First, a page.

Rut Reporter Rich Landers, a native Montanan and life-long hunter, is the outdoors editor for The Spokesman-Review in Spokane. He has written several books about the western outdoors and has hunted whitetails all his life. States covered: WA, OR, ID, MT, WY, CO.

Whitetail bucks are coming out of the closet in some areas of the West. Some are even chasing does during daylight despite the bright full-moon phase. Western Montana wildlife photographer Jaime Johnson delivered some proof in the photo above, snapped on Sunday.

He said bucks in his area were on the move and necks on most bucks were clearly swollen. The activity isn’t the same across the board, but no hunters should be going out this week without a plan to do some rattling.

Here are the latest reports:

Eastern Washington: “Pictures on my trail camera indicate much more activity during daylight hours,” said Nate Krohn, who seriously hunts the eastern Okanogan region. “The majority of the activity seems to be in the early morning. I did notice one area in the snow where it appeared two medium sized bucks were locking horns. It didn’t appear to be very intense, but still a sign of change for the better. All of the decent sized bucks I am getting on my trail camera are still by themselves, but I am guessing that will change soon.”

Let’s hope so. Washington’s late whitetail buck rifle hunt in northeastern Washington ends Nov. 19.

Northern Idaho: “Guys in this region are seeing plenty of whitetail rubs,” said Tom Anderson, who’s been posting more buck photos on the brag board at Big R near Sandpoint. The mule deer rut appears to be peaking right now, and the peak for whitetails usually follows by a week or more.

Idaho whitetail season hunts continue into December in some units.

Montana: The rifle season doesn’t end until Nov. 27, giving hunters plenty of time to use the rut to their advantage. But don’t put off a hunt. Bucks are in various stages of the rut across the state.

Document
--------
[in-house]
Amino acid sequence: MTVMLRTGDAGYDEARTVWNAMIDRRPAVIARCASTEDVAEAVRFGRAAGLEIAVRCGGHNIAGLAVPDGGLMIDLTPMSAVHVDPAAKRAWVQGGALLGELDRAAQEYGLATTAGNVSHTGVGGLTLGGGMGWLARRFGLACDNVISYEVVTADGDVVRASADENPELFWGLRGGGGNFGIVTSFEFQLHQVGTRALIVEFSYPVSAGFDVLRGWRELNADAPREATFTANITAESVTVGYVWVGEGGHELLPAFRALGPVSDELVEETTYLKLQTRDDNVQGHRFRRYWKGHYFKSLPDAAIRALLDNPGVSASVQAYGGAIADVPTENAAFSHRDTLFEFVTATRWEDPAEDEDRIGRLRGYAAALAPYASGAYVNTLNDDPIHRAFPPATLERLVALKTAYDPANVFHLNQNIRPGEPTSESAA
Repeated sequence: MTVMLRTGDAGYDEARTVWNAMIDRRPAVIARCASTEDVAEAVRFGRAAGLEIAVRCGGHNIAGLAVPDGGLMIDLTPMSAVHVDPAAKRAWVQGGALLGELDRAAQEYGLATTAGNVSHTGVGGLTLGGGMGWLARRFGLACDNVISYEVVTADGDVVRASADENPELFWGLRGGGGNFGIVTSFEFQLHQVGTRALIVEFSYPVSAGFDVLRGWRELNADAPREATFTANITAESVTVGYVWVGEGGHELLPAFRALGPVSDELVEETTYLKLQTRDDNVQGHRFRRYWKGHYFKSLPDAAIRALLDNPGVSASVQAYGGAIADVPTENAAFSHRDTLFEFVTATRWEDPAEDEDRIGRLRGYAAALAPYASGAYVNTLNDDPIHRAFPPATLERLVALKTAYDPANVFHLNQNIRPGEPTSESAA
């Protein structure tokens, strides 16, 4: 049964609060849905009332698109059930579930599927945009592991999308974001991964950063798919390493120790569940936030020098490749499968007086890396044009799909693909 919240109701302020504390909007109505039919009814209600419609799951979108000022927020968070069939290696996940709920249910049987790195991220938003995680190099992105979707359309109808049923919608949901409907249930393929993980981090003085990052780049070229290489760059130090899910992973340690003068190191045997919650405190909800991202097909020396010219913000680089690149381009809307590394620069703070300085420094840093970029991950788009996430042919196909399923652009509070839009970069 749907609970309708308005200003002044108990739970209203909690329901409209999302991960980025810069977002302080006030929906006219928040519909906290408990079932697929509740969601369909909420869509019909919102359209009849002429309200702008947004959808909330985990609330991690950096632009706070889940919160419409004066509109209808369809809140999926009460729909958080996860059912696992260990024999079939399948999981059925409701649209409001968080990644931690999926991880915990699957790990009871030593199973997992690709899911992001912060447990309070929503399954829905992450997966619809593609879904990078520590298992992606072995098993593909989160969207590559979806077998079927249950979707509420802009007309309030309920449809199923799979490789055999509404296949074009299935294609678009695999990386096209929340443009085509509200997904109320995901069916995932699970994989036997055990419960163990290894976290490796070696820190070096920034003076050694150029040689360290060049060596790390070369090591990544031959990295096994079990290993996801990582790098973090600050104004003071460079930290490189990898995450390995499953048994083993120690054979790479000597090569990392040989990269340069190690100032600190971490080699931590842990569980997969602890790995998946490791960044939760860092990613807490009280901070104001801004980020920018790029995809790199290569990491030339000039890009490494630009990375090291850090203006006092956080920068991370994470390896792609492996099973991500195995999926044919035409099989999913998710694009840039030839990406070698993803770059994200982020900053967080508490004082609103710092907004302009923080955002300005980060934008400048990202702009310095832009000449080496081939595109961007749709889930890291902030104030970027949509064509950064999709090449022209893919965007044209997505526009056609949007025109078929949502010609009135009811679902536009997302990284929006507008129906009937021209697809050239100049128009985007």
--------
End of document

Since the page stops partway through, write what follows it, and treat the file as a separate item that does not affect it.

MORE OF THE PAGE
In northwestern Montana, hunters have been seeing pre-rut activity: small bucks chasing does, more scrapes and rubs showing up. “We’re still not seeing bigger bucks being taken so far,” said Ron Nail in Kalispell. “All check station numbers are down over last year, but hopefully there will be better reports coming in within the next week.”

All other reports indicate increased buck activity, bucks with swollen necks and a general buildup to the typical Nov. 20 peak of breeding.

Eastern Colorado: “There was zero activity in the southeast last week, but the whitetail rut in the east-central part of the state was starting to come on,” said Robert Amidon, field manager for Atkinson Expeditions. “The bucks were getting a little pushy; a little nose curling is going on, but nothing overwhelming as of yet.

“You can almost count on the rut to be hot and heavy around Nov. 15-21,” which is perfect for the archery hunting season, he said. The rifle seasons are closed at this time but will reopen Dec. first in some areas.